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Spindle Positions

Wow, I want to thank you all for the terrific responses to the question about spinning standing up vs. sitting down! I would urge anybody who hasn’t to read the comments — there’s some fantastic food for though there.

Here’s why I asked: over the past few months, I’ve heard lots of people say lots of different things about spindle spinning positions, some stated very authoritatively and completely contradicting each other. In some cases, when I’ve talked to folks about these things, they’ve told me they were told in no uncertain terms that you really couldn’t spin sitting down, or standing up, or without reaching your hands way up over your head, or without using your whole body, or all kinds of things. So I started to wonder: first of all, who’s hearing these things, and second of all, who’s telling them?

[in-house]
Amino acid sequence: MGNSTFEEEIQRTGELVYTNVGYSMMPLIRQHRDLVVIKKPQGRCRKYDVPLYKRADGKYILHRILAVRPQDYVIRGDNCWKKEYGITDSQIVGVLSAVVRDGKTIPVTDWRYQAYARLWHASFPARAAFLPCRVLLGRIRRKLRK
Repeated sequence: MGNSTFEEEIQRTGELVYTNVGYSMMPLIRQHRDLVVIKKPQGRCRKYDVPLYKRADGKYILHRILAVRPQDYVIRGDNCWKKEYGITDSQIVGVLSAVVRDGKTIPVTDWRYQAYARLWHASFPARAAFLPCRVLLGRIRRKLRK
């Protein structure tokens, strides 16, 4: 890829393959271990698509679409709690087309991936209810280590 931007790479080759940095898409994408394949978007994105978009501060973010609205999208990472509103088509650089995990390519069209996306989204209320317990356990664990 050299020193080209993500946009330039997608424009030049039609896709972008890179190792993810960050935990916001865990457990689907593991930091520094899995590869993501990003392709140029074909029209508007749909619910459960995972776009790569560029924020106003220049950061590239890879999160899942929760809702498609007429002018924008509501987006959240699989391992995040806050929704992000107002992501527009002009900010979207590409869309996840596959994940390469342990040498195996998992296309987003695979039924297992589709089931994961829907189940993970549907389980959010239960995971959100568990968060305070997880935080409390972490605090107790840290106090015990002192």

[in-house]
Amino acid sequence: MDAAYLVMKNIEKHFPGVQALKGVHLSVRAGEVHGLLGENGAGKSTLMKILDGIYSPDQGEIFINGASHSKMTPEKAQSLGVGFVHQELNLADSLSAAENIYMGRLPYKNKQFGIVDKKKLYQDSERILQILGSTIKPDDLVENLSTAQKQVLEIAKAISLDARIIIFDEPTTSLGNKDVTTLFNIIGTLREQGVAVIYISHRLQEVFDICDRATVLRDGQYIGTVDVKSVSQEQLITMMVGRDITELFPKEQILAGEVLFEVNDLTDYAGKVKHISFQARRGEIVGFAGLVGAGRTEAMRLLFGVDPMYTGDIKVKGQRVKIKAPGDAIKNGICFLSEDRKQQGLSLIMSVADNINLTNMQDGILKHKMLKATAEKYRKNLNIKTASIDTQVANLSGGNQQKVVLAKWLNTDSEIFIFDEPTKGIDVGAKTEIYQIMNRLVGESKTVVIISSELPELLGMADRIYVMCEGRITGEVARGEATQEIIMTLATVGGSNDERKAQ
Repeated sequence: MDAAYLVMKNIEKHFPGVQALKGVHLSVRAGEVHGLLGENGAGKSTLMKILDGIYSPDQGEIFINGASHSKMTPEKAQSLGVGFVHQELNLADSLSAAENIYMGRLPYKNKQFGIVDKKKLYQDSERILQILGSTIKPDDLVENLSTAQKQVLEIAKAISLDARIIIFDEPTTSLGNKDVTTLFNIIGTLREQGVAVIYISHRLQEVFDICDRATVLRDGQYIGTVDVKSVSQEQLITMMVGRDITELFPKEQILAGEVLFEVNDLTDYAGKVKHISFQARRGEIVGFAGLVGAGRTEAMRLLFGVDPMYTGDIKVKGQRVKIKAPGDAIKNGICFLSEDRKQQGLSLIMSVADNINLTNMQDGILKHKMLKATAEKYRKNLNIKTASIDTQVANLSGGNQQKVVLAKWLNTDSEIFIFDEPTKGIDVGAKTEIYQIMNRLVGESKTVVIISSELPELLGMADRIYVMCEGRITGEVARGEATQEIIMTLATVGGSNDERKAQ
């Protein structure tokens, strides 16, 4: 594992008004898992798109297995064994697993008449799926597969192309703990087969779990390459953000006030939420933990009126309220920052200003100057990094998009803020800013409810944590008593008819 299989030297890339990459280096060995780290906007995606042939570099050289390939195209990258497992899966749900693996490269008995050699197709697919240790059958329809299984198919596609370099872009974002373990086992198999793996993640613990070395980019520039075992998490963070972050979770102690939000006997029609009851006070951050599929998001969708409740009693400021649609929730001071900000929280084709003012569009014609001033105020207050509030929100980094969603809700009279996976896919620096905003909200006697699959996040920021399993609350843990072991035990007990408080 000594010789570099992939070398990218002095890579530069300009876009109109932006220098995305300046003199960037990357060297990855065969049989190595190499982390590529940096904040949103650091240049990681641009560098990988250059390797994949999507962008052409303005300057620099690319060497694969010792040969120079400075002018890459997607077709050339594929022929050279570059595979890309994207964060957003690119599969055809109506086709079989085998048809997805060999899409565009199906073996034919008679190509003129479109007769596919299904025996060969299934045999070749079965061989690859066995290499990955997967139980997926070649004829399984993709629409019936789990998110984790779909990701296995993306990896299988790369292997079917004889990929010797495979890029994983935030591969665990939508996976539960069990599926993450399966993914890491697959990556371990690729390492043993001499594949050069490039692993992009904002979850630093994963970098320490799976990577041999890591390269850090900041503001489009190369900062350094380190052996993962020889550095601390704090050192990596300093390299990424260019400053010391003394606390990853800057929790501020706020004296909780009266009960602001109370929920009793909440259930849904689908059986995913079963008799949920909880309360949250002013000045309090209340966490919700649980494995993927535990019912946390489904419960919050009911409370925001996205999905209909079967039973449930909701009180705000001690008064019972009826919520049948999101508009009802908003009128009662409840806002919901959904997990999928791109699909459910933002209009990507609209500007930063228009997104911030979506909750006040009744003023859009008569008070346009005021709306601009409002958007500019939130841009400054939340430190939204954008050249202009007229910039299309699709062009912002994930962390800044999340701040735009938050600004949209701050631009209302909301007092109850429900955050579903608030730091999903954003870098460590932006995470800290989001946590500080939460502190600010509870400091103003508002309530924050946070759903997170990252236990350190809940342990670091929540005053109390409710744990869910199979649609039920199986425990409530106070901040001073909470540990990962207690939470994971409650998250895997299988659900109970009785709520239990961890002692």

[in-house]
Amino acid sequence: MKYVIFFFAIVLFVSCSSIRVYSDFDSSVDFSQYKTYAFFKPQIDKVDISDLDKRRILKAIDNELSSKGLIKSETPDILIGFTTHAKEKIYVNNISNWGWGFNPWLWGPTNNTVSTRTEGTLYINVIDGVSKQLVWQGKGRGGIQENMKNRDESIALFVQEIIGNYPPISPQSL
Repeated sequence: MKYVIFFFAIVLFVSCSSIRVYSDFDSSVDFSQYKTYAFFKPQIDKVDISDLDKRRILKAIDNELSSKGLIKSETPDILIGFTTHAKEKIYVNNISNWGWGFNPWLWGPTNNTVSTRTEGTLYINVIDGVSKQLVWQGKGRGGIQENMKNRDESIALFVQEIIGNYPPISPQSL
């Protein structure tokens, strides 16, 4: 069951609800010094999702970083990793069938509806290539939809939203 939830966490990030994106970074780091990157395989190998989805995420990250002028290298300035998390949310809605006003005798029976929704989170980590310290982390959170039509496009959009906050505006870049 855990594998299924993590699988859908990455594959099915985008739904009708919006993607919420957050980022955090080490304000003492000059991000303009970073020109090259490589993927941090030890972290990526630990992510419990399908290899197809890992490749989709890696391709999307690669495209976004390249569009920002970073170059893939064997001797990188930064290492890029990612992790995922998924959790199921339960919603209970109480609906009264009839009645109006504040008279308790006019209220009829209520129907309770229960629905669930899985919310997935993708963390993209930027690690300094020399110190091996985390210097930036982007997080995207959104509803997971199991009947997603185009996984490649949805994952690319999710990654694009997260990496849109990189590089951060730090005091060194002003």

What’s interesting is that if asked, a lot of people can’t remember where they heard, say, that you can’t spin standing up; others say that it just never occurred to them that they could sit down; so there really doesn’t seem to be an elite cadre of misinformation ninjas out there telling people untruths about the spindle or anything. But things that seem obvious to some of us, it turns out, are totally not. And some of the things we assume may even be mistaken.

I, for instance, assumed it was obvious you could just sit down. Or stand up. But then someone told me she’d found a particular video helpful learning to spin (which I thought was interesting since the video didn’t actually cover what most of the world has considered to be “spinning” for thousands of years), and I asked her what she’d found helpful about it — after all, I’m always looking to improve on my toolkit for getting folks started and reducing the time it takes them to be able to be hands-on trying it in ways that lead to rapid success. “Oh!” she told me, “Mostly it’s that the lady in that video is sitting down. All the other ones, people are standing up. I want to learn a spinning method that can be used sitting down, not one that requires me to stand.” You could have knocked me over with a feather. I made a mental note to add “And of course, you can sit or stand as you prefer,” to the things I make sure to say when teaching a brand-new spinner.